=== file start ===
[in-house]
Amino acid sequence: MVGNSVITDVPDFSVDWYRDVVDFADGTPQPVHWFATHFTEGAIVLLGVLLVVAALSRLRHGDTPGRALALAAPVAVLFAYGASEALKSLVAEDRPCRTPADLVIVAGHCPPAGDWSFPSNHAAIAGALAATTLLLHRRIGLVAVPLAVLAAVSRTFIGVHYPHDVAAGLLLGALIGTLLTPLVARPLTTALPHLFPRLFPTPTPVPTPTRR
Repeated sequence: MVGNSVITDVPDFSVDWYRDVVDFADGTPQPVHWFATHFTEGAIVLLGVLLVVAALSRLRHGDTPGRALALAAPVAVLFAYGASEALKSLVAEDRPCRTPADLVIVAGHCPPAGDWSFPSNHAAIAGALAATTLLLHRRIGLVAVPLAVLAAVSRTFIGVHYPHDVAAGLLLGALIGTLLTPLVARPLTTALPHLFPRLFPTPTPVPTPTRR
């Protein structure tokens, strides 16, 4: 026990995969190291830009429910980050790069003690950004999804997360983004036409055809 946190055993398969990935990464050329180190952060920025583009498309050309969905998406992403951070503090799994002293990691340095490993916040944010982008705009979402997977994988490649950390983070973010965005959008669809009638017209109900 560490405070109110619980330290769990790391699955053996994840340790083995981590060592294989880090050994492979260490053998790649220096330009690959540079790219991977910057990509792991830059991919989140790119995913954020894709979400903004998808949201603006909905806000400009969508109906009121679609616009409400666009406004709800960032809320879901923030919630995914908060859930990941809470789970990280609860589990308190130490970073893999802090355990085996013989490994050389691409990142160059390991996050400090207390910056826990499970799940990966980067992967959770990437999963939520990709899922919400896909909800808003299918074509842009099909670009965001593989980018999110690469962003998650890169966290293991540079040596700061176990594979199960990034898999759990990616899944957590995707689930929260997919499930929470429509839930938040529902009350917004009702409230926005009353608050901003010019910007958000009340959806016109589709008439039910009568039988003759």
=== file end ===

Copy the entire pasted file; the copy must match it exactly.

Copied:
[in-house]
Amino acid sequence: MVGNSVITDVPDFSVDWYRDVVDFADGTPQPVHWFATHFTEGAIVLLGVLLVVAALSRLRHGDTPGRALALAAPVAVLFAYGASEALKSLVAEDRPCRTPADLVIVAGHCPPAGDWSFPSNHAAIAGALAATTLLLHRRIGLVAVPLAVLAAVSRTFIGVHYPHDVAAGLLLGALIGTLLTPLVARPLTTALPHLFPRLFPTPTPVPTPTRR
Repeated sequence: MVGNSVITDVPDFSVDWYRDVVDFADGTPQPVHWFATHFTEGAIVLLGVLLVVAALSRLRHGDTPGRALALAAPVAVLFAYGASEALKSLVAEDRPCRTPADLVIVAGHCPPAGDWSFPSNHAAIAGALAATTLLLHRRIGLVAVPLAVLAAVSRTFIGVHYPHDVAAGLLLGALIGTLLTPLVARPLTTALPHLFPRLFPTPTPVPTPTRR
């Protein structure tokens, strides 16, 4: 026990995969190291830009429910980050790069003690950004999804997360983004036409055809 946190055993398969990935990464050329180190952060920025583009498309050309969905998406992403951070503090799994002293990691340095490993916040944010982008705009979402997977994988490649950390983070973010965005959008669809009638017209109900 560490405070109110619980330290769990790391699955053996994840340790083995981590060592294989880090050994492979260490053998790649220096330009690959540079790219991977910057990509792991830059991919989140790119995913954020894709979400903004998808949201603006909905806000400009969508109906009121679609616009409400666009406004709800960032809320879901923030919630995914908060859930990941809470789970990280609860589990308190130490970073893999802090355990085996013989490994050389691409990142160059390991996050400090207390910056826990499970799940990966980067992967959770990437999963939520990709899922919400896909909800808003299918074509842009099909670009965001593989980018999110690469962003998650890169966290293991540079040596700061176990594979199960990034898999759990990616899944957590995707689930929260997919499930929470429509839930938040529902009350917004009702409230926005009353608050901003010019910007958000009340959806016109589709008439039910009568039988003759």